Acclaimed activist speaks to campus

On September 21, the Pugh Center Lecture Series welcomed artist, organizer, and activist Patrisse Cullors to speak to the campus community. The talk, which was held in Ostrove Auditorium, engaged a large crowd in a discussion on the racial dynamic in America.

Cullors, who is currently based in Los Angeles, is founder of Dignity and Power Now (DPN) and co-founder of #BlackLivesMatter. According to its website, DPN is a “grassroots organization based in Los Angeles that fights for the dignity and power of incarcerated people, their families, and communities.”WEBblacklivesmatter

In collaboration with fellow activists Alicia Garza and Opal Tometi, Cullors founded the Black Lives Matter movement in 2013 to provide on-the-ground support to communities across the country who have “taken action and responded to the ongoing virulent anti-Black racism permeating our society,” according to Cullors’s personal website.

During her speech on campus, Cullors’ cited the tumultuous events surrounding the fatal shooting of 17 year-old Trayvon Martin by neighborhood watchman George Zimmerman as the catalyst for the #BlackLivesMatter movement. Cullors said that the ultimate acquittal of Zimmerman for the shooting made her realize that an intervention had to be made that “could galvanize black people across the country,” and illuminated for her that the country is “not post-racial.”

When Cullors went to social media to “grieve” Zimmerman’s verdict, she read a note Garza wrote to the black community that included the phrase “black lives matter.” Cullors instantly recognized the importance of the phrase and decided “it not only needed to be a hashtag, but also a project.”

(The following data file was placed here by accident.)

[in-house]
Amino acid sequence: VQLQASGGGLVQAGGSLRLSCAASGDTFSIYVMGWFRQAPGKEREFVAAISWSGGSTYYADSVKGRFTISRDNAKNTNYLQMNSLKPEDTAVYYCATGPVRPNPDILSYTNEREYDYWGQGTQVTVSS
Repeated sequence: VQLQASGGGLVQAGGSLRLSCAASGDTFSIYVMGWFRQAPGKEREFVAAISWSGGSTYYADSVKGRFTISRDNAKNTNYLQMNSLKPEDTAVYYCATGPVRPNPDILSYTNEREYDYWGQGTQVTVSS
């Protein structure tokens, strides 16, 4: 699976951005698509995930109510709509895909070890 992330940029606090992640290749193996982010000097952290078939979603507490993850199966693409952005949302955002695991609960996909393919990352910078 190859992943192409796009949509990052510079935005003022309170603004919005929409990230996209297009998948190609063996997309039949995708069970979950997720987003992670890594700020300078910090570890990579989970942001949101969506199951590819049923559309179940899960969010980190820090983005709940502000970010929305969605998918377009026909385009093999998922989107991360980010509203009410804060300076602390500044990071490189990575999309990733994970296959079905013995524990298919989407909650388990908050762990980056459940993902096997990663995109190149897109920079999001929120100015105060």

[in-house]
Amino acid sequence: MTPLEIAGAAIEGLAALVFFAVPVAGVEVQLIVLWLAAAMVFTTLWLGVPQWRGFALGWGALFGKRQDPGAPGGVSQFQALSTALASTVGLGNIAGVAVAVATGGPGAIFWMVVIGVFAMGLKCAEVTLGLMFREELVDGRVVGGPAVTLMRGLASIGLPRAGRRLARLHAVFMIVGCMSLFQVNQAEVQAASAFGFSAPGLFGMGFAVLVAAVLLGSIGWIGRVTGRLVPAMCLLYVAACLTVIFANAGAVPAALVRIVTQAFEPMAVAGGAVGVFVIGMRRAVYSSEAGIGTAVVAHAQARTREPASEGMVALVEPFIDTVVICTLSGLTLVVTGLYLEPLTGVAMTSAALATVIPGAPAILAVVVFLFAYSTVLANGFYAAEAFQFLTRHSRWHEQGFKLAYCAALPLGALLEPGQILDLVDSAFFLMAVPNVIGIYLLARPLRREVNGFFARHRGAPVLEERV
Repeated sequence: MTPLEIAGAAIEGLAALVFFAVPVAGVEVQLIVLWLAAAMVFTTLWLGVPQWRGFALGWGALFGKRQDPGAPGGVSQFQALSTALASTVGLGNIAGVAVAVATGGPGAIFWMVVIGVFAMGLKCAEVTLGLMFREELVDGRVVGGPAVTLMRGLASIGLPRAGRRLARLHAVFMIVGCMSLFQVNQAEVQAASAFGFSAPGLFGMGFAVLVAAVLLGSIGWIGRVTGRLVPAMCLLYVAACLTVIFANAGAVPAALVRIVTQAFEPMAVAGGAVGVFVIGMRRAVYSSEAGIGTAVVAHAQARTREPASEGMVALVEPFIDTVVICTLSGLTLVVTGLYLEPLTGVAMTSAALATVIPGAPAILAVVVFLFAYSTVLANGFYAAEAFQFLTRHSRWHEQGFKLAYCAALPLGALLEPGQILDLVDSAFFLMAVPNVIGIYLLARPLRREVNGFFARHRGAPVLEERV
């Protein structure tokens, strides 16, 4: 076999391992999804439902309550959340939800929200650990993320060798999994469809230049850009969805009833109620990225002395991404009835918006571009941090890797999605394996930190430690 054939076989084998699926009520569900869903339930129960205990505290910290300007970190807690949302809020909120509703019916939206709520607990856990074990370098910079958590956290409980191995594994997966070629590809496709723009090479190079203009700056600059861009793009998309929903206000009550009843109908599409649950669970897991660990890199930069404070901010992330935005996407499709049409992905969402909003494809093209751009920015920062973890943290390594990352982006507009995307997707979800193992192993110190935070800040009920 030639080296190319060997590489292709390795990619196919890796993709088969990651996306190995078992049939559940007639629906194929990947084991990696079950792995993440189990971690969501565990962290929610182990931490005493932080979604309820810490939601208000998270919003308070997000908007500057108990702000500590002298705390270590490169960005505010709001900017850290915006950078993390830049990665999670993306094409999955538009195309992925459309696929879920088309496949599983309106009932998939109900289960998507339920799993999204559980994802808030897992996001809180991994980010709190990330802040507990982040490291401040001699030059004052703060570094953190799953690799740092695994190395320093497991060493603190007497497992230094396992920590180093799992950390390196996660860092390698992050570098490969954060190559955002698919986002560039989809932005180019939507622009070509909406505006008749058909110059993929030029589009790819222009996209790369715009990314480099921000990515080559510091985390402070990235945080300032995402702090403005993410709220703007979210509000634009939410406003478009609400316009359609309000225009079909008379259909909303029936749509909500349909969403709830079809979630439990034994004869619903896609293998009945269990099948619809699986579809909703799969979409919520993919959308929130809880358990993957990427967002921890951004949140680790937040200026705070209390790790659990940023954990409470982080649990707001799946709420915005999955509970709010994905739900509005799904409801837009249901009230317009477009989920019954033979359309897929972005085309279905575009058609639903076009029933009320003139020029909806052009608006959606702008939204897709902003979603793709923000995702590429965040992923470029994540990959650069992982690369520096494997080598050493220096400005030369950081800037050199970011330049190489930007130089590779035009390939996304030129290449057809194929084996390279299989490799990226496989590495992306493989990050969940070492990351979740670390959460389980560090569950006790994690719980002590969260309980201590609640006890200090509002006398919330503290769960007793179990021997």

As one of the first steps of this new project, Cullors led a protest in Beverly Hills, CA, a historically white neighborhood. The protest garnered a lot of attention from the police, according to Cullors, and accomplished the movement’s goal of making the white commu- nity feel the same sense of police occupation that black communities feel on a daily basis. Many members of the community ultimately joined the conversation, marking the beginning of one of the first local chapters of #BlackLivesMatter.

The power of the movement was further shown in 2014, when outrage surrounding the fatal shooting of 18 year-old Michael Brown by a white police officer in Ferguson, MO led to another protest. Cullors and her partners watched on the news as protestors in Ferguson were being met with tear gas and rubber bullets, essentially “under attack for showcasing that black lives matter,” Cullors said. Along with writer and activist Darnell Moore, Cullors organized a 500-person ride across the country to St. Louis. Their mission, said Cullors, was to “show the country that Ferguson is not an aberration. Ferguson is Los Angeles. Ferguson is Atlanta. Ferguson is Maine.”

At the end of the talk, Cullors noted that this time period is America’s opportunity to “show up” for black lives, and said the question for Colby students is “what are you going to do?”

Following the talk, Cullors invited the audience to ask questions. In one of her responses, Cullors addressed the usage of the phrase “All Lives Matter” and described it as a “negation of black lives.” She said that the issues with that phrase are apparent in an analogous cartoon that portrays two houses, one that is burning and one that is safe, with a caption that reads: “All Houses Matter.”

In addition to her work with DPN and #BlackLivesMatter, Cullors has recently completed a fellowship at the Acrus Center for Social Justice Leadership. The fellow ship focused on state and vigilante violence for the 2014 Without Borders Conference, according to a statement from the Pugh Center. Cullors is also a Fullbright Scholar, the 2007 Mario Savio Activist of the Year, and received the Sidney Goldfarb award. She graduated from the University of California, Los Angeles with a dual degree in religion and philosophy.

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